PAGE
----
Varietal profiles for most Wisconsin potato grower-shippers will look much like last year, with continued decreases in white potato acreage one exception.

Bancroft, Wis.-based Russet Potato Exchange expects to market a similar mix of russets, reds, whites, yellows, purples, fingerlings and other potatoes this season, said Russell Wysocki, owner.

But within each category, the company is experimenting with new varieties, Wysocki said.

“We’re trying a few new varieties,” he said. “We always experiment with three or four new ones, and hope we can get one or two to stick. It’s a long-term investment.”

Finding a varietal that can differentiate itself from those of its competitors is key, Wysocki said.

In the works right now at Russet Potato Exchange are varieties that are differentiated based on flavor — which, Wysocki said, given the commodity in question, isn’t always an easy feat to pull off.

“Potatoes traditionally have a small range of flavor,” he said. “Traditionally you have to add the flavor to the potato. But we’ve found one that’s nutty, another that has a smoother flavor.”

Most of the top secret varietals now being considered by Russet Potato Exchange are colored varieties, though there is one new russet undergoing a tryout at the company, Wysocki said.

An industry trend that is by no means new but that’s continuing to gain steam is the replacement of an old industry standard with newer varieties.

“White acreage is continuing to decrease somewhat, but I believe specialties are starting to pick up,” Wysocki said. “And it’s not just yellow-flesh anymore.”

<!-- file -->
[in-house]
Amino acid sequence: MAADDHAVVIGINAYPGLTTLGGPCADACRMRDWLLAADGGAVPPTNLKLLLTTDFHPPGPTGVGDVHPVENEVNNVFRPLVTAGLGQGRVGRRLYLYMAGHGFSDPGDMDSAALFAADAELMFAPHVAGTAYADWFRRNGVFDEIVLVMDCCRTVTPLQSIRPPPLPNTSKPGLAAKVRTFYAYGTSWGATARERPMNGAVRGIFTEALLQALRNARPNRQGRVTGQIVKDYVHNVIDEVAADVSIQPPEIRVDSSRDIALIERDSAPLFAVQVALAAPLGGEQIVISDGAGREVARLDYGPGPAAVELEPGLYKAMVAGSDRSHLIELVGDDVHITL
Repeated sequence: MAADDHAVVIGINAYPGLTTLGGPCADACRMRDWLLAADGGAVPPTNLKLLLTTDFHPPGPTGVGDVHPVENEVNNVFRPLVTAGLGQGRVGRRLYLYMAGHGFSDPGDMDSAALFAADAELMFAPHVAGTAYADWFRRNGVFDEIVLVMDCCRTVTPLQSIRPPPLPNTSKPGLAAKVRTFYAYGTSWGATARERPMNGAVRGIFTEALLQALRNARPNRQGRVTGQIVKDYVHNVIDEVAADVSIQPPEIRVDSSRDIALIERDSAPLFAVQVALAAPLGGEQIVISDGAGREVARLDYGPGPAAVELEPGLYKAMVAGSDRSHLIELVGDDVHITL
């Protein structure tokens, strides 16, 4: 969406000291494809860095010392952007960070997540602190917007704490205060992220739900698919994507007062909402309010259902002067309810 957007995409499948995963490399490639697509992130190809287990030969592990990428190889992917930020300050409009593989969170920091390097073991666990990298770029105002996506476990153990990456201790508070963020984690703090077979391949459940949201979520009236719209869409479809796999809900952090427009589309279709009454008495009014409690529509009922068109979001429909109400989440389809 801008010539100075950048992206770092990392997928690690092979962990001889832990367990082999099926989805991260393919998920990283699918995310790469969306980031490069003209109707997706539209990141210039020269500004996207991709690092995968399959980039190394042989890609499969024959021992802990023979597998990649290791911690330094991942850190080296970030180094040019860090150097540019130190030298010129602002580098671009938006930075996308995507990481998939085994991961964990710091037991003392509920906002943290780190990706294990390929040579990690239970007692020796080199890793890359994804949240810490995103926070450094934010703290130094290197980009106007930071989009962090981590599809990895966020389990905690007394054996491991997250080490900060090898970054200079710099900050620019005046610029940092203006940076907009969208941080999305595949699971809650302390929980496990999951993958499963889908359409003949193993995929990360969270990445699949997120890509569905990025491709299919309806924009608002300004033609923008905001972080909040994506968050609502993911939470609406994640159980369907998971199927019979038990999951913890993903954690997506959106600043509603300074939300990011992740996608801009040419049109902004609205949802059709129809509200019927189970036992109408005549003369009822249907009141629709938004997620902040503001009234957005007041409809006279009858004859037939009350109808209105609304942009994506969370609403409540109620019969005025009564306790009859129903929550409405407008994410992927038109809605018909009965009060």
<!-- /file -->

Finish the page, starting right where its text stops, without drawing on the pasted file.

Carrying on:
Blue-flesh potatoes, fingerlings and other newer specialties continue to gain favor with consumers, he said.
White acreage likely will continue to decrease in at least the near future, Wysocki said.

“Sooner or later it will have to level off, but right it’s still on a slow decline,” he said. “It’s too bad. It’s a good variety.”

Russets are expected to make up about 65% of the potatoes grown or marketed this year by Friesland, Wis.-based Alsum Produce Inc., reds 25% and yellows and other varieties 10%, said Larry Alsum, president and general manager.

“I’d say we’re pretty steady,” he said. “We picked up a little volume on organic russets, and we’re up slightly on our other categories.”

The 2009 season likely will see more of the same for Katz Produce Sales LLC, Plover, Wis., said Tim Verpoorten, salesman.
In fact, even more of more of the same.

“The russet deal is stronger than it was,” Verpoorten said.

One main reason for that, he said, was the continued decline of another longtime industry heavyweight.

“We’re seeing less and less whites every year,” he said.

Red volumes would likely be similar for Katz this year, and yellows — in particular early varieties that go straight to market instead of first into storage — would likely be up, he said.

Katz does not market any purples or fingerlings, and Verpoorten said he was not aware of any production boosts on those two varieties in the state.

Not all Wisconsin grower-shippers of fresh potatoes are bullish on diversifying their varietal offerings.
Burns & Sons Farms Inc, Almond, Wis., has no interest in shipping reds or yellows, to say nothing of more exotic fare, said James Burns Jr., president.

The company is happy to stick with russets.

“We haven’t gone in for a lot of these gimmicks — fingerlings, organic, that sort of thing,” he said.

Also keeping a russet-centered approach to things is Spud City Sales LLC, Stevens Point, Wis., said Tom Lundgren, owner and president.

“There are plenty of reds and whites for mixers grown in the state, but the people I’m involved with, the majority is russets.”

Rosholt, Wis.-based Bushmans’ Inc. expects to ship a similar mix of russets, reds, whites and other varieties, said Mike Carter, chief executive officer.

Carter has a slightly different take than some other shippers on the status of the white.

“They’re pretty stable,” he said. “For consumers in the Midwest, they’re not as big of a deal, but you go out East, and people still like round whites.”